The research, conducted by the Police Superintendents’ Association of England and Wales, surveyed 1300 senior officers.
Of those who identified as gay or lesbian, 4 in 10 revealed that had “experienced discrimination in the policing workplace”, with some admitting that homophobia exists at “a subtle underlying level” in their force.
One officer said they “would love to be openly gay”, but felt like the workplace culture would prevent them from being so.
Metropolitan Police Chief Superintendent Mike Gallagher, who oversees LGBT issues for PSAEW, said: “The fact that 40 per cent of our gay and lesbian members have experienced discrimination in their careers is frustrating and unacceptable.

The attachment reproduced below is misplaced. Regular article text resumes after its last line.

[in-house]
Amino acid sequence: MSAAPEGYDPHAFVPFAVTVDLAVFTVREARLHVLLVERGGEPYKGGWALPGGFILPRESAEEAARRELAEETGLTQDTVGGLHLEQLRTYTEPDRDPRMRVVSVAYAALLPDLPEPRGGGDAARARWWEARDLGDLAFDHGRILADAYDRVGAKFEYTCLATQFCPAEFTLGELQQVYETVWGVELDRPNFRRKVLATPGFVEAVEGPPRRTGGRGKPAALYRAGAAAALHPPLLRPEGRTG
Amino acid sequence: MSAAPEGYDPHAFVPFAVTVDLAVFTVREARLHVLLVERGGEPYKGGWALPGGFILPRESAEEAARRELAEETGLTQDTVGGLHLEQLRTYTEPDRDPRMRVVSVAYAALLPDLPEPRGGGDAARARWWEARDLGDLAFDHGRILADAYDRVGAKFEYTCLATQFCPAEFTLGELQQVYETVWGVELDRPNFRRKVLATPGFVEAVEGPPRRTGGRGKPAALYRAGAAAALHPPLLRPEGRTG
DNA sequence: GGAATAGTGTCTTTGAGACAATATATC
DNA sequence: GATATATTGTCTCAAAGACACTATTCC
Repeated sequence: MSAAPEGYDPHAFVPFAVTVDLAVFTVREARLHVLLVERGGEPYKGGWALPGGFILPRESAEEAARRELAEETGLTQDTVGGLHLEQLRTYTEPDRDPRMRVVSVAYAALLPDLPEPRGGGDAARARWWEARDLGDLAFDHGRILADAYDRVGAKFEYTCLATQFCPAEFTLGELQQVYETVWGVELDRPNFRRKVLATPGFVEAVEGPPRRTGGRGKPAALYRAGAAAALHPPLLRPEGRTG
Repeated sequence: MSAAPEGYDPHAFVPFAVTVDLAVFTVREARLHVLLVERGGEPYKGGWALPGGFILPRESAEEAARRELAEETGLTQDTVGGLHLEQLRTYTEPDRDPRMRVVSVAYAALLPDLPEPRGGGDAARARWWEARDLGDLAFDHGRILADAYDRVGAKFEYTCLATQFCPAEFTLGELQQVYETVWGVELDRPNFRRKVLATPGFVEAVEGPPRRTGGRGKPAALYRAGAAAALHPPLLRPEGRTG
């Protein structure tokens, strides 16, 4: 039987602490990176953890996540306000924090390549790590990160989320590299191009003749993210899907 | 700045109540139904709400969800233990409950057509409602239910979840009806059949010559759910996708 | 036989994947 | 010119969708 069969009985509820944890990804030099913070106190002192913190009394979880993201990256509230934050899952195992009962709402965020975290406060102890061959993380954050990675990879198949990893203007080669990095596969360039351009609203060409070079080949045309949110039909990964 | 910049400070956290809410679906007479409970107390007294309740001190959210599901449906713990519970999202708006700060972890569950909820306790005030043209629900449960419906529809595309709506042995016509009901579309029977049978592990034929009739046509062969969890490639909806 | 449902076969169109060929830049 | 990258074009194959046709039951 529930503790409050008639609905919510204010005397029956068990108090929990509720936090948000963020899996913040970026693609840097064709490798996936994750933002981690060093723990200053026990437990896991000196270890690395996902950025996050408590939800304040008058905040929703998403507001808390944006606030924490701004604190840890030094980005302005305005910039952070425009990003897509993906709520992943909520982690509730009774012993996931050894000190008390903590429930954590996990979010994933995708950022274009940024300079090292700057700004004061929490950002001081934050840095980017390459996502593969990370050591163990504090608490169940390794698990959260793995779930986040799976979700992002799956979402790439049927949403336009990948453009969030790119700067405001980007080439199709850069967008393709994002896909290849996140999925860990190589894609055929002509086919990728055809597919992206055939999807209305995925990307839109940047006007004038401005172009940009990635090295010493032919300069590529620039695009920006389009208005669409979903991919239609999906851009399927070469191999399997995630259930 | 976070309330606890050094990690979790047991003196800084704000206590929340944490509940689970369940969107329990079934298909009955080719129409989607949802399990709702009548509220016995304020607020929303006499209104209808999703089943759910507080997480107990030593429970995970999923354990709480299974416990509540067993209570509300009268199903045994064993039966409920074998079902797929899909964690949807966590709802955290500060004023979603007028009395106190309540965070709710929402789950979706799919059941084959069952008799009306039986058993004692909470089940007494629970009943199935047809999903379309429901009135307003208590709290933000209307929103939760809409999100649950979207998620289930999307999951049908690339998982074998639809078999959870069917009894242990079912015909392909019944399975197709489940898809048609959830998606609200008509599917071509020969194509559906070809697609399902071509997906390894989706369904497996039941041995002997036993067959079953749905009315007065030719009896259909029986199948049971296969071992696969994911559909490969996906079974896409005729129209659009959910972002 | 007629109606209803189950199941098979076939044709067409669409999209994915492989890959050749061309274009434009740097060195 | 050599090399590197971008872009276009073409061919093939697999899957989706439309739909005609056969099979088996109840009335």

“It is very disappointing that we are still talking about this as an issue in 2014. We need to do better. And we can.”
“It must be emphasised that homophobia is not accepted in policing.
“The police service has come a long way, as has society, and that has to be acknowledged.
“But there is more to be done. Sadly, some police officers and staff are not confident being out in their police forces, particularly as they rise through the ranks, and some fear homophobia still exists in areas of policing.”
Stonewall chief Ruth Hunt told the Independent that LGB people would have more confidence in the police if they could “see themselves reflected in their local police forces.”
She added: “As demands on police forces increase, all staff and officers need to be able to perform to the best of their ability. Keeping secrets from your colleagues gets in the way of that performance.
“I’ll be calling on superintendents to make sure they create a culture where officers feel able to come out.”